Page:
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Tax practice and the Personal Property Securities Act


On 30 January 2012, the Personal Property Securities Act 2009 (Cth) (PPS) commenced operation in Australia. The PPS introduces into Australian law new concepts which replace and, in some ways, revolutionise long-established laws as they relate to giving and taking security over personal property. Familiar concepts such as chattel mortgages, liens, charges and hire purchase arrangements are now subsumed within the generic concept of security interest, and are subject to a single, nationwide registration system which replaces the former state and territory-based registration systems. The PPS has no direct application to taxation in Australia (with perhaps an exception being mortgage duty laws, soon to be repealed). However, the PPS will be extremely relevant to those tax practitioners who give structuring or asset protection advice.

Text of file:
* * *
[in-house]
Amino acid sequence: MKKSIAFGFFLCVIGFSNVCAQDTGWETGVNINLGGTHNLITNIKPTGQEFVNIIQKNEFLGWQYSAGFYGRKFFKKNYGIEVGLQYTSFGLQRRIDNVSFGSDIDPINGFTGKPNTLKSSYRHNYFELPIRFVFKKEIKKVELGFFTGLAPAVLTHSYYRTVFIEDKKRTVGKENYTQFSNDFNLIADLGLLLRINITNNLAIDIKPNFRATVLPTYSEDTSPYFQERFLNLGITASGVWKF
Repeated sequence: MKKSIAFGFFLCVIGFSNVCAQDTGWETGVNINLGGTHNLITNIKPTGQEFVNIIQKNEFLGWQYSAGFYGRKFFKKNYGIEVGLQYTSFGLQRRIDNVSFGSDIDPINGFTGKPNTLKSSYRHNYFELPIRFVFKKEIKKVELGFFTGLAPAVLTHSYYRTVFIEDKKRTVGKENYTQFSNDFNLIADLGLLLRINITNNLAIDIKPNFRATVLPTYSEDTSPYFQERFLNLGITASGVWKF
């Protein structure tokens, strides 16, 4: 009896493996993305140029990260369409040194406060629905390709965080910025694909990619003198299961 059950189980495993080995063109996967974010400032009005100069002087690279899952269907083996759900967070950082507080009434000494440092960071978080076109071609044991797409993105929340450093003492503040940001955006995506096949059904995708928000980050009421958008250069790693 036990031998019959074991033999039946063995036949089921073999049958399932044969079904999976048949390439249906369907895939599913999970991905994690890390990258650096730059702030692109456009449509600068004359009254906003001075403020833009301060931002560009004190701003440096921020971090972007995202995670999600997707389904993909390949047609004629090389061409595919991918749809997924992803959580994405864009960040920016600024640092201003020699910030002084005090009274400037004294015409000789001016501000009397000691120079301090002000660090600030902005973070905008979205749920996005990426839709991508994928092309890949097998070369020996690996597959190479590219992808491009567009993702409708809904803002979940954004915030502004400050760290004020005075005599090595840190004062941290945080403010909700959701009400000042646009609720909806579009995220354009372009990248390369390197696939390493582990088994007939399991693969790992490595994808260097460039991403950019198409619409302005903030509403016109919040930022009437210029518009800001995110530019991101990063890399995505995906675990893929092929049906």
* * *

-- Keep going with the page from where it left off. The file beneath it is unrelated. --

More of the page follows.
This article explains what property is affected by the PPS, how security is affected, and the consequences of failing to take account of the PPS.

Author profile

Michael Norbury CTA
Michael has over 25 years experience in the areas of commercial law, revenue law (income tax, state taxes, GST, international tax), and estate planning. As an accomplished practitioner in the commercial area, Michael advises clients on an array of matters relating to taxation and revenue and general commercial issues in industries, including retail, energy, manufacturing and telecommunications. Michael is a member of The Tax Institute's Victorian State Taxes Subcommittee. After more than 10 years at Madgwicks, Michael has recently established his own practice. - Current at 02 January 2016
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